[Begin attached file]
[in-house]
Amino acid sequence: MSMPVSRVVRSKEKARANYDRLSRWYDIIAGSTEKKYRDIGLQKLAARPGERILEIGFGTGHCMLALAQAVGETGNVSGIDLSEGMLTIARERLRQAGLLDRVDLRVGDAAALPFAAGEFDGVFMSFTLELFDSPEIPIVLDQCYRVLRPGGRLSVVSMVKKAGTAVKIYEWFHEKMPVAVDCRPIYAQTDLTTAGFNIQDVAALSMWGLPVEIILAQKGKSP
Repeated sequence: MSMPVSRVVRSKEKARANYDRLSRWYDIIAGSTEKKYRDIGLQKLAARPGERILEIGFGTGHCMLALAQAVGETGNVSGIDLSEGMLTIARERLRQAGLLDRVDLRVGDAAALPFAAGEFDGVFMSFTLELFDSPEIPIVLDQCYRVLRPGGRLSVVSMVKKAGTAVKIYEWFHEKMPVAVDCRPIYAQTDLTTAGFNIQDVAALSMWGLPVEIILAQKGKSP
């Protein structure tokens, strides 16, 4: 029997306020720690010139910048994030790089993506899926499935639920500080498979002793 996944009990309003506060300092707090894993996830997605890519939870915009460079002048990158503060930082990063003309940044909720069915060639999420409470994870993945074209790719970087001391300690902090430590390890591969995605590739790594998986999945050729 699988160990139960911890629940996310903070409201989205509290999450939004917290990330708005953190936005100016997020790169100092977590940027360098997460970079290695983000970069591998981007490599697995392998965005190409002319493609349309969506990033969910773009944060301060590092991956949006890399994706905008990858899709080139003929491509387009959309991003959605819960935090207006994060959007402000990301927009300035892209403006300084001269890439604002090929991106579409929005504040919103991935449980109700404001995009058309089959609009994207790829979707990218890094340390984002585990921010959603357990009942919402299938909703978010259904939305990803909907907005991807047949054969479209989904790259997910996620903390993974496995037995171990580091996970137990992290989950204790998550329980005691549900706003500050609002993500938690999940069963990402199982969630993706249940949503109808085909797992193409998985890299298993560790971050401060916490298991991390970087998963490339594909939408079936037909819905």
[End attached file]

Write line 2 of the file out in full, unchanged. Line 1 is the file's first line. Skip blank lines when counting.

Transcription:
Amino acid sequence: MSMPVSRVVRSKEKARANYDRLSRWYDIIAGSTEKKYRDIGLQKLAARPGERILEIGFGTGHCMLALAQAVGETGNVSGIDLSEGMLTIARERLRQAGLLDRVDLRVGDAAALPFAAGEFDGVFMSFTLELFDSPEIPIVLDQCYRVLRPGGRLSVVSMVKKAGTAVKIYEWFHEKMPVAVDCRPIYAQTDLTTAGFNIQDVAALSMWGLPVEIILAQKGKSP